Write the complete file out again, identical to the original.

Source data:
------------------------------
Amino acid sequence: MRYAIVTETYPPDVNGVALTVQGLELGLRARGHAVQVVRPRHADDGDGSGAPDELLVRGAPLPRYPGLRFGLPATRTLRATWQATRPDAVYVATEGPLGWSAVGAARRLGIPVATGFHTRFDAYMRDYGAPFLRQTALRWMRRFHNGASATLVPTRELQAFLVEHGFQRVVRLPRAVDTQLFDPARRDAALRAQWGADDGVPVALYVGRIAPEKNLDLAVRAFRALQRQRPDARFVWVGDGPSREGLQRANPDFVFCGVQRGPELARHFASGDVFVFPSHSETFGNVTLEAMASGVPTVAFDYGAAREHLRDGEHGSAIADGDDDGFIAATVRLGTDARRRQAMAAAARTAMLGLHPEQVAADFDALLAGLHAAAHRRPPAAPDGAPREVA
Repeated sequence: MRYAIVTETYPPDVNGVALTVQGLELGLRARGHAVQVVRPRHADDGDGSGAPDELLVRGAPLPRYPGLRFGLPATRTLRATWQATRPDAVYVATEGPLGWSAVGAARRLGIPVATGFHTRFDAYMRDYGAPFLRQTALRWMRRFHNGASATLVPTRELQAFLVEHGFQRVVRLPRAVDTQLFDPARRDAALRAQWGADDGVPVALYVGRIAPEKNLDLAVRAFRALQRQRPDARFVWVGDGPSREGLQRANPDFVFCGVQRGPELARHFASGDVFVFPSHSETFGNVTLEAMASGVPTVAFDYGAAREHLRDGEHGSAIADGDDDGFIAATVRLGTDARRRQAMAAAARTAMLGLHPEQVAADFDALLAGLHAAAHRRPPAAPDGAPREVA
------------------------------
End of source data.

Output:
Amino acid sequence: MRYAIVTETYPPDVNGVALTVQGLELGLRARGHAVQVVRPRHADDGDGSGAPDELLVRGAPLPRYPGLRFGLPATRTLRATWQATRPDAVYVATEGPLGWSAVGAARRLGIPVATGFHTRFDAYMRDYGAPFLRQTALRWMRRFHNGASATLVPTRELQAFLVEHGFQRVVRLPRAVDTQLFDPARRDAALRAQWGADDGVPVALYVGRIAPEKNLDLAVRAFRALQRQRPDARFVWVGDGPSREGLQRANPDFVFCGVQRGPELARHFASGDVFVFPSHSETFGNVTLEAMASGVPTVAFDYGAAREHLRDGEHGSAIADGDDDGFIAATVRLGTDARRRQAMAAAARTAMLGLHPEQVAADFDALLAGLHAAAHRRPPAAPDGAPREVA
Repeated sequence: MRYAIVTETYPPDVNGVALTVQGLELGLRARGHAVQVVRPRHADDGDGSGAPDELLVRGAPLPRYPGLRFGLPATRTLRATWQATRPDAVYVATEGPLGWSAVGAARRLGIPVATGFHTRFDAYMRDYGAPFLRQTALRWMRRFHNGASATLVPTRELQAFLVEHGFQRVVRLPRAVDTQLFDPARRDAALRAQWGADDGVPVALYVGRIAPEKNLDLAVRAFRALQRQRPDARFVWVGDGPSREGLQRANPDFVFCGVQRGPELARHFASGDVFVFPSHSETFGNVTLEAMASGVPTVAFDYGAAREHLRDGEHGSAIADGDDDGFIAATVRLGTDARRRQAMAAAARTAMLGLHPEQVAADFDALLAGLHAAAHRRPPAAPDGAPREVA